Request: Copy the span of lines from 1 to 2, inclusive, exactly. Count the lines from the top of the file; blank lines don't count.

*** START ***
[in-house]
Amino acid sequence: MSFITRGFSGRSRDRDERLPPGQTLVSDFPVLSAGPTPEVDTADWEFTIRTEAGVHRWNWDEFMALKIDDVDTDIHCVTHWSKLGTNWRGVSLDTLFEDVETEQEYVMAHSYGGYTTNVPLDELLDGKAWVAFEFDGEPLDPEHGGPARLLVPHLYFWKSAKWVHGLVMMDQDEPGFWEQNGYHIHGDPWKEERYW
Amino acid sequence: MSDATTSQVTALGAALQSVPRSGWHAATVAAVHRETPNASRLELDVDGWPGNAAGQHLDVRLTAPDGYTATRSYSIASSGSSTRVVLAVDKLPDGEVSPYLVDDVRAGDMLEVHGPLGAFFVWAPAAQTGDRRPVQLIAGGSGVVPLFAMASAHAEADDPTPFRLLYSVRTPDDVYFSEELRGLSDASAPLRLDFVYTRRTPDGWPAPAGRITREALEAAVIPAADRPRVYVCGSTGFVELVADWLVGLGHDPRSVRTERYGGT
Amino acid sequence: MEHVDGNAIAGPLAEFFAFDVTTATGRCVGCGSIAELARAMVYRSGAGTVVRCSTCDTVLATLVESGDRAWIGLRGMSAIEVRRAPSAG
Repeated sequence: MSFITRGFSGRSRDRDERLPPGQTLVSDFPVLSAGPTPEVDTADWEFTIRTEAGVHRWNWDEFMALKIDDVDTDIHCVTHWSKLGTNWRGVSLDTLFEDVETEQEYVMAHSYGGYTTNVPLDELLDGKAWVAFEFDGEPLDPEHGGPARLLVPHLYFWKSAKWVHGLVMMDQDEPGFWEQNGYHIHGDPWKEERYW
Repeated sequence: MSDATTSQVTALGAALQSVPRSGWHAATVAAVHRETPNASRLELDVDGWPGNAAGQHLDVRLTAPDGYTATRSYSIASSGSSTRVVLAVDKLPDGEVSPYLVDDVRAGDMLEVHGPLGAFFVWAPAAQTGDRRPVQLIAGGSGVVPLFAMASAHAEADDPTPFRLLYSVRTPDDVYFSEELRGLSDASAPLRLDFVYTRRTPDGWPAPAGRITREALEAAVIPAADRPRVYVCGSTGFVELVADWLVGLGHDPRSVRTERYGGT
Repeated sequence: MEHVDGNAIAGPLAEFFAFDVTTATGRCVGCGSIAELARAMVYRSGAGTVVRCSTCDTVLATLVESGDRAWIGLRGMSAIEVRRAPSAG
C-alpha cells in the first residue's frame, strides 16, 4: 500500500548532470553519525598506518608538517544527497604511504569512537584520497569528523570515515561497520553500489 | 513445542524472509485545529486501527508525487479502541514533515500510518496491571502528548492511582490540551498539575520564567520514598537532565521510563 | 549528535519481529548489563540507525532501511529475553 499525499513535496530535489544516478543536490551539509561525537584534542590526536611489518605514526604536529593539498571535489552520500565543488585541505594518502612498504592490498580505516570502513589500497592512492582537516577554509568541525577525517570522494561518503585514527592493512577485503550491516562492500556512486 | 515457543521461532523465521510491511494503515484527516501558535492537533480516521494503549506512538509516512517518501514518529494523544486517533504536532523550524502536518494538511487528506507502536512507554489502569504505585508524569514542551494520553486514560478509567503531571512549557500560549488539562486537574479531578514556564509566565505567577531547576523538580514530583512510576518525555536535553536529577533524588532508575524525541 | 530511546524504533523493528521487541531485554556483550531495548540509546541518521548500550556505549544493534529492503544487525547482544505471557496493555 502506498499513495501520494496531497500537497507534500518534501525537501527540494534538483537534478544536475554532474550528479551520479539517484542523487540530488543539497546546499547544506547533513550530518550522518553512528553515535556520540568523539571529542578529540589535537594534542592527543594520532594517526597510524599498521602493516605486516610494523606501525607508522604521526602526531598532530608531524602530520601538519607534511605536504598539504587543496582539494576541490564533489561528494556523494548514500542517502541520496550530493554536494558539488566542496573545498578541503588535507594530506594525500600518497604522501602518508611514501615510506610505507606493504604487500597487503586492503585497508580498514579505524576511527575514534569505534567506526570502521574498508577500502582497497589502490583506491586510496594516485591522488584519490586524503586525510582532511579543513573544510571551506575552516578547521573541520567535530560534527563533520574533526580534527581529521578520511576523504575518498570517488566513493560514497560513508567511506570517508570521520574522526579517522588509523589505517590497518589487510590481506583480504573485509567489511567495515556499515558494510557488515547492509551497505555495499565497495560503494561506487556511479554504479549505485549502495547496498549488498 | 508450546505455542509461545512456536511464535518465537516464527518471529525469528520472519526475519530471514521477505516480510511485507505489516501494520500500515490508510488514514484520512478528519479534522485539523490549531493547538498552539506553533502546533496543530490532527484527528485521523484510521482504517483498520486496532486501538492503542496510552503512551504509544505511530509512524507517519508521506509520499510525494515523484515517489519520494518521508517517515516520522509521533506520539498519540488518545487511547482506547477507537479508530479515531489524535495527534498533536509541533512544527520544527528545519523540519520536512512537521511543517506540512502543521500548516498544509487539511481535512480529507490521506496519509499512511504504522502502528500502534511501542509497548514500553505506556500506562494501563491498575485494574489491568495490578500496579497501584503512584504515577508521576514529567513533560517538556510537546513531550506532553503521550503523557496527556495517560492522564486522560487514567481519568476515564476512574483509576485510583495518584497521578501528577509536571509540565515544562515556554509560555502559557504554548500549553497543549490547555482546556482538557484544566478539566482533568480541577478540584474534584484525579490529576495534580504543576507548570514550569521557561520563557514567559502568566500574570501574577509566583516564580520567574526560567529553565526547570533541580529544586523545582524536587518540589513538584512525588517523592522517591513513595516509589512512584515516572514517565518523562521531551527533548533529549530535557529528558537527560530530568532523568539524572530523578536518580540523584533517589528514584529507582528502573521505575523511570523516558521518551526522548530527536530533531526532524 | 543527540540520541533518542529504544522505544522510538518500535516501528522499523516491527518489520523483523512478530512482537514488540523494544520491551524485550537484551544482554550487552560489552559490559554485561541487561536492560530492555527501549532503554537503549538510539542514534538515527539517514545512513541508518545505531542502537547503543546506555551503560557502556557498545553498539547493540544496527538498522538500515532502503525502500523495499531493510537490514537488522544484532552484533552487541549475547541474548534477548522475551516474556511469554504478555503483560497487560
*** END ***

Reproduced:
[in-house]
Amino acid sequence: MSFITRGFSGRSRDRDERLPPGQTLVSDFPVLSAGPTPEVDTADWEFTIRTEAGVHRWNWDEFMALKIDDVDTDIHCVTHWSKLGTNWRGVSLDTLFEDVETEQEYVMAHSYGGYTTNVPLDELLDGKAWVAFEFDGEPLDPEHGGPARLLVPHLYFWKSAKWVHGLVMMDQDEPGFWEQNGYHIHGDPWKEERYW